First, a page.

Thursday, October 25, 2007

2nd Glorious Mystery: The Ascension

It is almost as if the world has emptied itself. That might sound a strange way of talking about what has just happened, but it is the only description that comes to mind. The world is suddenly silent, even with the birdsong, the breeze and the incessant noise of the cicadas as a background to our thoughts.

We all stood in soundless stupefaction, not knowing what to do, not daring to speak. We were suddenly enveloped in silence. We were still and yet only because immobilised in confusion.

A few minutes ago, Jesus had been with us, talking and chatting as we strode up the mountain. We sat around when we reached a suitable resting place, and merely chatted about anything and everything. The sun was pleasantly warm and we were in no hurry. The day stretched ahead of us, or so we thought, because I think that everybody possibly felt as I did: that there was something immensely important to Jesus, something that would touch our whole future lives.

I am not sure at what point our conversation became serious. Was it a sudden or merely a gradual change? I cannot say. Looking back, it seems as though at a common moment we tired of trivialities. The commonplace of our lives appeared exactly what it was: commonplace, composed of the small events and often empty words and thoughts of small people.

Jesus did not demean us in our smallness. That is something he has never done, even when one or more of us had said or done something really foolish. On this occasion, ‘small’ meant ‘beautiful’. It meant finding ourselves in a position of receiving, for, all of a sudden, we all experienced such a spiritual hunger and thirst that I have no words that can convey the feeling. It was all-consuming.

It was at that moment that the words of Jesus took on a new character for we were listening in a way that had never happened in the three years of our wandering around Israel with the Master. Yes, we had learned much from him during that time, but now we hung onto every word as though it had to be captured for ever, as though this was our only opportunity to be with Jesus and to ask questions of him, hearing him respond in our own Aramaic.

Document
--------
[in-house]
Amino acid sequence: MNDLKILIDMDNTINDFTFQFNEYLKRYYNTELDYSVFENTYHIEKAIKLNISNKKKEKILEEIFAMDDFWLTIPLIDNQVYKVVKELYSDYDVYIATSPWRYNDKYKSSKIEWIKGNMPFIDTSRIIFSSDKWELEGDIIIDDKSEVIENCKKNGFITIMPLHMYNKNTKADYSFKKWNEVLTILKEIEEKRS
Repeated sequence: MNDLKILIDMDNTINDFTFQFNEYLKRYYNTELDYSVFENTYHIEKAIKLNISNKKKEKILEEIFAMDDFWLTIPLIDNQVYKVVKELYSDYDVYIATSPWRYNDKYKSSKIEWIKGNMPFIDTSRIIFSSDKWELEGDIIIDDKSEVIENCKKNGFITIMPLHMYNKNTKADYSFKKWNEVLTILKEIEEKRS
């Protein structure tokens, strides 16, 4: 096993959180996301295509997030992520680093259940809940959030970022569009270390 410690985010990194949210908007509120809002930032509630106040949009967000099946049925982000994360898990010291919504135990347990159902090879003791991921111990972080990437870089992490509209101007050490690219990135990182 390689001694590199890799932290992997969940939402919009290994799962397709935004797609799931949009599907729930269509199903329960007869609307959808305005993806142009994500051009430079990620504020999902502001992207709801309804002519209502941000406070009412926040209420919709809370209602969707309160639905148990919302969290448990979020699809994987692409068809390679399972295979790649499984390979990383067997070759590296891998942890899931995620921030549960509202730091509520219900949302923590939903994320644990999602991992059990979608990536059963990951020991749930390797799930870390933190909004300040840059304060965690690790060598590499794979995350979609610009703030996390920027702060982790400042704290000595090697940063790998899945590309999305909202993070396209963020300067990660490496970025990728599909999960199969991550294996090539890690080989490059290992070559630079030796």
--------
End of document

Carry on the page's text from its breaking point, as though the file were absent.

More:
It sounds strange, but for me, it was as if my chest had been bound with tight metal bands that, without warning, burst and allowed me to draw in a deep breath. It was if I was learning to breathe for the first time, as if each intake of air was something deeper than had ever before been possible. With every inhalation, it seemed as though I was absorbing the words of Jesus and making them my own.

It was an amazing experience. We felt ‘little’ and it was beautiful, because, in our littleness, we saw the greatness of Jesus and everything he was saying. We understood, perhaps for the first time, the importance of every moment that we had been together. It was as if our hearts and souls had been parched and were now slaked, as if we had been starving and were now no longer hungry… and yet with the satisfying of our hunger and thirst, there was also a yearning need for more, because our starvation and drought would never be fully satisfied.

All too soon, Jesus stood. We were surprised because we could have listened to him for ever. He spoke a few more words and then, to our amazement, he began to ascend into the heavens. Slowly, ever so slowly, he rose above us. An opening appeared in the clouds…and he was gone! He had disappeared!

How does someone disappear? Where had he gone? Jesus, does this mean that we now have to live out the rest of our lives without your presence? What did you mean when you said that you would be with us until the end of time?

God bless,
Sr. Janet